Created during the History in Motion program, a collaboration between Emerging America and the Library of Congress, the following primary source set contains materials pertaining to Puerto Rican identity in the United States.
Civics and U.S. History courses raise the question: What does it mean to be an American? The case of Puerto Rico is an interesting one because Puerto Ricans find themselves in limbo between American citizenship and Puerto Rican nationalism. The following primary source sets explores the unique relationship between Puerto Rico and the United States including the different factors that influence Puerto Rican identity, including nationalism, political status, culture, and migration.
In addition to primary source materials from the Library of Congress, the set contains an extensive introduction into Puerto Rican immigration history in the United States, secondary source recommendations, and classroom activity ideas. Included in the set is a subsection devoted to Lolita Lebron, a Puerto Rican nationalist involved in a 1954 attack on the U.S. Congress, sure to ignite students’ interest. Images from this subset include Lebron’s arrest, her hotel room at the time of the attack, and a “Free Lolita Lebron” poster. This primary source set on Puerto Rican identity can be used in conjunction with other case studies in order to compare and contrast different American identities.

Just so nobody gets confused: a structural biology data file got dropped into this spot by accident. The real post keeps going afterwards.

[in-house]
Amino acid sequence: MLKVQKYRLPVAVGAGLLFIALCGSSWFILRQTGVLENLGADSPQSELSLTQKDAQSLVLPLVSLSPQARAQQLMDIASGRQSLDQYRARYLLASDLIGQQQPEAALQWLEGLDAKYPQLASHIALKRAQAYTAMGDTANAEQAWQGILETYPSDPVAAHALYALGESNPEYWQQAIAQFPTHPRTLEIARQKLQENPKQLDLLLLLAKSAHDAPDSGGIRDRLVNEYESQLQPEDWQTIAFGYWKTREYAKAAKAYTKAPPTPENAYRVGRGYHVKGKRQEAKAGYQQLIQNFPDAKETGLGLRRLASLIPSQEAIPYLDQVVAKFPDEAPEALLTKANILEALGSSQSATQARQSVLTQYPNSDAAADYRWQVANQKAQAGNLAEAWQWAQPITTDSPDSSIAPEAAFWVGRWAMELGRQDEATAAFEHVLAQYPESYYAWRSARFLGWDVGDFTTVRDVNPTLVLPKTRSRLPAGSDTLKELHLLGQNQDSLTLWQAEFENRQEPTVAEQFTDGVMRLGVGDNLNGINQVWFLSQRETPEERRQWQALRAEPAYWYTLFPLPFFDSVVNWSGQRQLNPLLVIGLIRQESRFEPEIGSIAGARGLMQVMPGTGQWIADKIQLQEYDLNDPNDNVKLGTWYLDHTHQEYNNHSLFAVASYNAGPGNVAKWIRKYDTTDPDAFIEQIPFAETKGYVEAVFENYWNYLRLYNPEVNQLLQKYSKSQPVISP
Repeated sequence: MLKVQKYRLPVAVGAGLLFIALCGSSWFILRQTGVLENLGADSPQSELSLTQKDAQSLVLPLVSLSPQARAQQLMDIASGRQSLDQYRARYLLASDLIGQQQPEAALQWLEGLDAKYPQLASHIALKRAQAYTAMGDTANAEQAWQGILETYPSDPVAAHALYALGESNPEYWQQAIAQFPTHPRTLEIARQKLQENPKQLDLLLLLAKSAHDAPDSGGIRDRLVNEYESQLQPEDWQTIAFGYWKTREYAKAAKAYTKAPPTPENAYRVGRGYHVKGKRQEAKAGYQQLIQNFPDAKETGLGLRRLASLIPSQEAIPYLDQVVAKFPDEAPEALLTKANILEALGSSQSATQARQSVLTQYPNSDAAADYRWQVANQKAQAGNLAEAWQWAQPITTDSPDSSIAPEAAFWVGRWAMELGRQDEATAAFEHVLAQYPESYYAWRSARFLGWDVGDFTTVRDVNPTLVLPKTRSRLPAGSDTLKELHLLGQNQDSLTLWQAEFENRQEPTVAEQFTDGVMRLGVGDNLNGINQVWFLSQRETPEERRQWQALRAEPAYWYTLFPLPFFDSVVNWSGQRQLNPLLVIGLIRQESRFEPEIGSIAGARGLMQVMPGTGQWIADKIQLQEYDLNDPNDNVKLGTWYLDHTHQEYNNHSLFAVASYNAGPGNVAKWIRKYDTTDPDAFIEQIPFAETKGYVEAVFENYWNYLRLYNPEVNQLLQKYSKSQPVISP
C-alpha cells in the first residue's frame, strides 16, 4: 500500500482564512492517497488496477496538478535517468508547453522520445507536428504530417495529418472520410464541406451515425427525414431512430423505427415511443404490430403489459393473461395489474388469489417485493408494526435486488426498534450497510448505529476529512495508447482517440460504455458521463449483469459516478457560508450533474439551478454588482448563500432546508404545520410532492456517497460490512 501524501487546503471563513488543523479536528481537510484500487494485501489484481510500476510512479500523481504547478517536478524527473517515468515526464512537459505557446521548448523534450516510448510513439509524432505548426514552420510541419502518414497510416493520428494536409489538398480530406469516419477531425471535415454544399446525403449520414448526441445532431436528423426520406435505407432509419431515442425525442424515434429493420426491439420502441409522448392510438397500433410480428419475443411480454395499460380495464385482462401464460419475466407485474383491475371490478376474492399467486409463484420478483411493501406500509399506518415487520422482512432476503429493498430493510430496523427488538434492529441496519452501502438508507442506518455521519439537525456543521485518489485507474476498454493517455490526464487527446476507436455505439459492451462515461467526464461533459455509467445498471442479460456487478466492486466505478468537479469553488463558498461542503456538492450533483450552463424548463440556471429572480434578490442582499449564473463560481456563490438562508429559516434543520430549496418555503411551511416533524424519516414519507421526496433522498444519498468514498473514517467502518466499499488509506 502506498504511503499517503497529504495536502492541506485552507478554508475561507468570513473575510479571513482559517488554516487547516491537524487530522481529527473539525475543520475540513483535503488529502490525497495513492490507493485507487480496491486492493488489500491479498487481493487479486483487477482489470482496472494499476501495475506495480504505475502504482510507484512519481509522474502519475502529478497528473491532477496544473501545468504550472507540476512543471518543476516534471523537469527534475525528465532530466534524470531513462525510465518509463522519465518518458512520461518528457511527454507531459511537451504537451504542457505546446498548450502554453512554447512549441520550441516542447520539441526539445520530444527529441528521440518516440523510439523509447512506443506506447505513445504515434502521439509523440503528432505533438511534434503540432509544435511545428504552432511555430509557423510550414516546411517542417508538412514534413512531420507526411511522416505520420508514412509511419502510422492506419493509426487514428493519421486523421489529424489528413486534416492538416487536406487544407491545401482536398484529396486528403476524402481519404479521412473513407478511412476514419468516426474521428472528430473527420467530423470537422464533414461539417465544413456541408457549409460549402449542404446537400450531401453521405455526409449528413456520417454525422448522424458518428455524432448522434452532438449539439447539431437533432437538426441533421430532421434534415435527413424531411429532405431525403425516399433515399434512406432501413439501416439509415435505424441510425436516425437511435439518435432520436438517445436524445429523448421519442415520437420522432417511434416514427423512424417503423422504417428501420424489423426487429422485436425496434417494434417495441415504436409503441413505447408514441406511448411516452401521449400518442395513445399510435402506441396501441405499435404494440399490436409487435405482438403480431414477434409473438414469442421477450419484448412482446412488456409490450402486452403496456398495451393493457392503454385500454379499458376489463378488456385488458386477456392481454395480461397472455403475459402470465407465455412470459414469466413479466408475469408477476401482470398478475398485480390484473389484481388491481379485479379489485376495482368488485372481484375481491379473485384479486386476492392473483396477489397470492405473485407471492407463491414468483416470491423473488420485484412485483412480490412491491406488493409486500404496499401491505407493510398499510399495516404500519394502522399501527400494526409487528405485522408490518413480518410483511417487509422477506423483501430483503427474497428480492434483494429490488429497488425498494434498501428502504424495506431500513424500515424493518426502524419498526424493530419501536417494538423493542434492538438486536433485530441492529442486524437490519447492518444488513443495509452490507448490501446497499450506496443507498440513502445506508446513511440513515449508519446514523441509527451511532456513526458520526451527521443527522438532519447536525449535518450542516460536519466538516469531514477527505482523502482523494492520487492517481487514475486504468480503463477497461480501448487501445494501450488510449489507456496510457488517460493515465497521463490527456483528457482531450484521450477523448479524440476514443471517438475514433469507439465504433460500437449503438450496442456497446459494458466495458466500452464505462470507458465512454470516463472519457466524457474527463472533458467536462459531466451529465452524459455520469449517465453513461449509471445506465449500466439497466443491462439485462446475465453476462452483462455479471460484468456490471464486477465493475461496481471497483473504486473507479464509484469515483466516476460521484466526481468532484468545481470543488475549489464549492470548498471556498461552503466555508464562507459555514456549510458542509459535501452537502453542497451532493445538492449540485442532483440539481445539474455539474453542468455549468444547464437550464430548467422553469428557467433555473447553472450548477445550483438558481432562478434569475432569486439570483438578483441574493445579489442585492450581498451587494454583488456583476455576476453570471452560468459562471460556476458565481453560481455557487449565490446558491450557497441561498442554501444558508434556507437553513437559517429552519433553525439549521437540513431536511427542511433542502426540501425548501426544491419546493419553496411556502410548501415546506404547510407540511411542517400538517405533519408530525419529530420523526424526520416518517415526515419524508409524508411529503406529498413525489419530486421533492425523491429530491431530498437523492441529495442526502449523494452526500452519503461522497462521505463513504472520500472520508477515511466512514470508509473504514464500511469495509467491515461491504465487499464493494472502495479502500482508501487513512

Emerging America brings this primary source set to you thanks to the outstanding primary sources and materials provided free by the Library of Congress.